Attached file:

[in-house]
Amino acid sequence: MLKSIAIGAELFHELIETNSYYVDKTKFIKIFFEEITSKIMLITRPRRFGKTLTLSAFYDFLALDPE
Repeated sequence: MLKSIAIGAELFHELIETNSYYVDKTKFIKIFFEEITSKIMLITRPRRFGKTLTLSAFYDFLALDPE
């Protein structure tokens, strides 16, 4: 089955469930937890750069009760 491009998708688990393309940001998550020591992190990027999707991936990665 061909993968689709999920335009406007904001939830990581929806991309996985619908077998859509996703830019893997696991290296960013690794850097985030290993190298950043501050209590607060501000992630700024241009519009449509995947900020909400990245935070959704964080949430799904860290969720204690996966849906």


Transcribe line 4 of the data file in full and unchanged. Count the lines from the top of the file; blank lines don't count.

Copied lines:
């Protein structure tokens, strides 16, 4: 089955469930937890750069009760 491009998708688990393309940001998550020591992190990027999707991936990665 061909993968689709999920335009406007904001939830990581929806991309996985619908077998859509996703830019893997696991290296960013690794850097985030290993190298950043501050209590607060501000992630700024241009519009449509995947900020909400990245935070959704964080949430799904860290969720204690996966849906």